Virginia Eubanks compares the restrictive nature of the poorhouses of the nineteenth century with the digital spaces of today:

The differences between the brick-and-mortar poorhouse of yesterday and the digital one of today are significant. Containment in a physical institution had the unintended result of creating class solidarity across the lines of race, gender, and national origin. If we sit at a common table to eat the same gruel, we might see similarities in our experiences. But now surveillance and digital social sorting are driving us apart, targeting smaller and smaller microgroups for different kinds of aggression and control. In an invisible poorhouse, we become ever more cut off from the people around us, even if they share our suffering.

The digital poorhouse has a much lower barrier to expansion. Automated decision-making systems, matching algorithms, and predictive risk models have the potential to spread quickly.

In conclusion, Eubanks suggests that we need to work together to build a solution:

If there is to be an alternative, we must build it purposefully, brick by brick and byte by byte.

This reminds me of the point Brent Simmons made in regards to Micro.blogs:

We’re discovering the future as we build it.

Bookmarked Why we need to understand misinformation through visuals by Hannah Guy (First Draft News)
Following the London Westminster terrorist attack in March of this year, an image representing the strength and solidarity of Londoners emerged on Twitter. It’s not uncommon for workers on the London Underground to write messages of national unity on tube signs following tragic events, and the March terrorist attack seemed no different. The image proceeded …
Hannah Guy discusses the impact of images on misinformation. This is not just about fake photographs, but graphics too. She provides a particular focus on memes, something danah boyd also covered.
Bookmarked Why Less News on Facebook Is Good News for Everyone by Will Oremus (Slate Magazine)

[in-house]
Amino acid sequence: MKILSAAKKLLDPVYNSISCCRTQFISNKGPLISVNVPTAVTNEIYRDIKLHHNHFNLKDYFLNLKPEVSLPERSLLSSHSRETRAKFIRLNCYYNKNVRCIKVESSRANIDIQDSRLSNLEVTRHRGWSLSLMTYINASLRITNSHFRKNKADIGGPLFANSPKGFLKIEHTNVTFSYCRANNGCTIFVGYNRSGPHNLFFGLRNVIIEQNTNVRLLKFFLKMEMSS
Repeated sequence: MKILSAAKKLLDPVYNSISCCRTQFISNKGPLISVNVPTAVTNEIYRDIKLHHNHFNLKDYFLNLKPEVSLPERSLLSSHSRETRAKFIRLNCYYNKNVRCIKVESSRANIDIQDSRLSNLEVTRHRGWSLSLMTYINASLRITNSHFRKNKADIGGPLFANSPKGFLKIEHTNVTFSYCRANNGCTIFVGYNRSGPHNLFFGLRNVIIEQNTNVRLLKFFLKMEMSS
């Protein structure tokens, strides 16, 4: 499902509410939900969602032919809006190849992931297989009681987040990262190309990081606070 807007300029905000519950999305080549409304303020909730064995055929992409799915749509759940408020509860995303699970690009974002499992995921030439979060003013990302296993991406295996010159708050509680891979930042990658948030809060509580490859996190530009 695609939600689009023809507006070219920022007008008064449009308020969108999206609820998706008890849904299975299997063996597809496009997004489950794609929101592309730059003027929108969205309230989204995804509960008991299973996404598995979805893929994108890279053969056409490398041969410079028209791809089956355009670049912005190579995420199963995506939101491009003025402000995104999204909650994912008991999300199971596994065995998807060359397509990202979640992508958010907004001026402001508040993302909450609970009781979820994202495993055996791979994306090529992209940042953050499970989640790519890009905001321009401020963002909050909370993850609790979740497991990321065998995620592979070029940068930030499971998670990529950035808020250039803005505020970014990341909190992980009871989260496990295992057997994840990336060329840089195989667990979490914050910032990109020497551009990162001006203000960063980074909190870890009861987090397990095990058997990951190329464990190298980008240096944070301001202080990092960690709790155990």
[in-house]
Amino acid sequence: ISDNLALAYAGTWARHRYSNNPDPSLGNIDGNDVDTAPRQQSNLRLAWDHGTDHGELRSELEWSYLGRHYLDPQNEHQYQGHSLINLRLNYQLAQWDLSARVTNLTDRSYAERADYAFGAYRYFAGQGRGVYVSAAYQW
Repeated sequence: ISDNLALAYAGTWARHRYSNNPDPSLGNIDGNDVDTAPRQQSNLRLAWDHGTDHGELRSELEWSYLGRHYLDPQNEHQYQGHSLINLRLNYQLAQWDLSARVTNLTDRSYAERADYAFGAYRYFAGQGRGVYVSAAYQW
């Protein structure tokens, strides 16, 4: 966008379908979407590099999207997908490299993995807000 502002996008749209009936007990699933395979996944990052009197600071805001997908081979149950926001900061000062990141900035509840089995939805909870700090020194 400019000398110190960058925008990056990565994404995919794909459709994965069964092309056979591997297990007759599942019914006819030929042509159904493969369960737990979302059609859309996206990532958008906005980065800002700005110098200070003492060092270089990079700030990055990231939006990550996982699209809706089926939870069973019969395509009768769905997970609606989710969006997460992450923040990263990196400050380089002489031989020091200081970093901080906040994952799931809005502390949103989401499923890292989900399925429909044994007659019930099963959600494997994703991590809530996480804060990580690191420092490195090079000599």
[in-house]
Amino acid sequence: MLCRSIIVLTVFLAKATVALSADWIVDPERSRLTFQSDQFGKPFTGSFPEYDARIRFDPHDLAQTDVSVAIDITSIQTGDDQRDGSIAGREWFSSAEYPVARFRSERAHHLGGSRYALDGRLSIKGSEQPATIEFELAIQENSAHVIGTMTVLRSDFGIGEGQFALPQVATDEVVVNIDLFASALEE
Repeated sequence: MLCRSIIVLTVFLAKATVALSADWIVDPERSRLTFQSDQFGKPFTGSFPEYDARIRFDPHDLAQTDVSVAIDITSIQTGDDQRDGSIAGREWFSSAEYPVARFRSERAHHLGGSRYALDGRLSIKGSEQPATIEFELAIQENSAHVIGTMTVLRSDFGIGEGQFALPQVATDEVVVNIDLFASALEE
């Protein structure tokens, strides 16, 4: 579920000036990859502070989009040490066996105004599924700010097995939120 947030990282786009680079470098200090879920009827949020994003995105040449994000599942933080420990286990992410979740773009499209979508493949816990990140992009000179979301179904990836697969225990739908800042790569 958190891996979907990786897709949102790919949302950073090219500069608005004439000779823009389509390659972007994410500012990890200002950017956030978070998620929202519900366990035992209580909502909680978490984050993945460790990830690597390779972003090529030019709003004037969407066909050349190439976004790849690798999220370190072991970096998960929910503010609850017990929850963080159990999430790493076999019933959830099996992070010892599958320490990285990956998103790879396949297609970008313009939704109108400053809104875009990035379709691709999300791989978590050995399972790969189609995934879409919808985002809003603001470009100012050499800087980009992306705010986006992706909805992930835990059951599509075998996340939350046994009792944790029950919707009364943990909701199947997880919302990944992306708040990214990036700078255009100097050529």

To what extent Facebook’s disruption of the media facilitated the political upheaval and polarization we’ve seen over the past several years is a question that researchers will be debating and investigating for some time. But it seems clear they’re related. And it was Facebook’s takeover of the news that gave Russian agents the tools to influence elections and civil discourse in democracies around the world.
Will Oremus discusses Facebook’s flip to prioritise the personal over corporation. This will have a significant impact on the way that news is portrayed on the site. It comes on the back of a series of changes in which Facebook has broken the back of digital news coverage:

First, by encouraging people to get news from all different sources in the same place, Facebook leveled the playing field among publishers.

Second, whereas human editors used to be trained to select and emphasize stories based on their news value, Facebook’s news feed algorithm optimized for clicks, views, likes, and shares.

This move isn’t to repair the damage done to democracy, but rather to limit the damage done to its users.

Bookmarked that doesn't mean dumbing it down by Anne Helen Petersen (TinyLetter)
My advice to the group of academics, then, was two-fold. First: recognize that both sides need to be more flexible. Understand that journalists have to have somewhat reductive headlines, and that they operate on deadlines. But also assert, at the beginning, that you are unwilling to provide a soundbite — and want, above all else, to insert nuance, instead of a flat argument, and if they can't deal with that (even if it's just three sentences of complication, instead of one declarative sentence) then you will not do the interview. It's not that academics should request quote approval, it's more that they should be able to reach an agreement with the journalist about the sort of argument to which they're affixing their good name.
Anne Helen Petersen explains how to work with and in journalism to extend the reach of academic ideas.